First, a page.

Ladbroke is one of the smallest parishes in Warwickshire. The village occupies the land near the Lot Brook (from which it gets its name) and is in one of the quietest and least populated areas in the county. The population, fewer than 300, is not much greater than in 1086 as recorded in the Domesday Book. There are several fine buildings in the village, notably Ladbroke Hall and All Saints’ Church, whose fine spire can be seen from miles around. In 1981 Ladbroke was officially designated an area of special architectural or historic interest and part of it was declared a Conservation Area to preserve its particular character. The main area of the parish, however, is agricultural land. It is mainly under arable crops, and ancient ridge and furrow patterns can be seen in a number of fields showing a long history of cultivation.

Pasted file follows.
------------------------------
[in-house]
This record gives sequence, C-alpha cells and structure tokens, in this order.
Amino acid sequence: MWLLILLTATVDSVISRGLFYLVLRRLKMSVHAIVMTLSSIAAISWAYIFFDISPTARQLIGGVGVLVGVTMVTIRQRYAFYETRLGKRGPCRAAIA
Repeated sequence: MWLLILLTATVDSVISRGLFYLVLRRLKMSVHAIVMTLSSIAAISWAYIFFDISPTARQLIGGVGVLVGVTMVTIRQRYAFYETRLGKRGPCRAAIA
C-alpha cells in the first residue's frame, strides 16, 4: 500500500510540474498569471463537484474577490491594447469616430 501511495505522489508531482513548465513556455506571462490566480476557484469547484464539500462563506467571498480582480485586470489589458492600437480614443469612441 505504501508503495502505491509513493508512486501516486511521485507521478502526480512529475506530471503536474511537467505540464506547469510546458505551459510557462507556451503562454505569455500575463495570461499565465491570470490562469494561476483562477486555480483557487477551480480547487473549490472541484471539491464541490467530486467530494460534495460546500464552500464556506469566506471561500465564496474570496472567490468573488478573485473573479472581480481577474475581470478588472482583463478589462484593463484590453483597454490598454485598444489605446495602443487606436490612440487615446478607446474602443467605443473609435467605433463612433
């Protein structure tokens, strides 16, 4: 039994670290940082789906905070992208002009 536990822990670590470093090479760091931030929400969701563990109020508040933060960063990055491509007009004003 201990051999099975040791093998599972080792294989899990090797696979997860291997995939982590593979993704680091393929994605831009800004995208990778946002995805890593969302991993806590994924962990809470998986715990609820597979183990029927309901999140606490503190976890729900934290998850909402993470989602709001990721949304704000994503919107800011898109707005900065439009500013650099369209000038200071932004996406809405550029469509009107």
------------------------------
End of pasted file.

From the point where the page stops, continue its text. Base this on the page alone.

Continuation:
The village may be quiet but it is not inactive. The Parish Council meets regularly and hosts an Annual Village Meeting, a regular event since 1896. The village hall hosts a variety of activities such as a photography club, Womens Institute, whist drives, film nights, and one-off events such as pantomimes and band gigs. The church has a small but active congregation. The Bell Inn, with its good food and welcoming atmosphere, is busy much of the week. We used to have a post office and school but they are long gone; Southam now provides for most day-to-day needs and we don’t have too far to go to bigger centres such as Leamington or Banbury.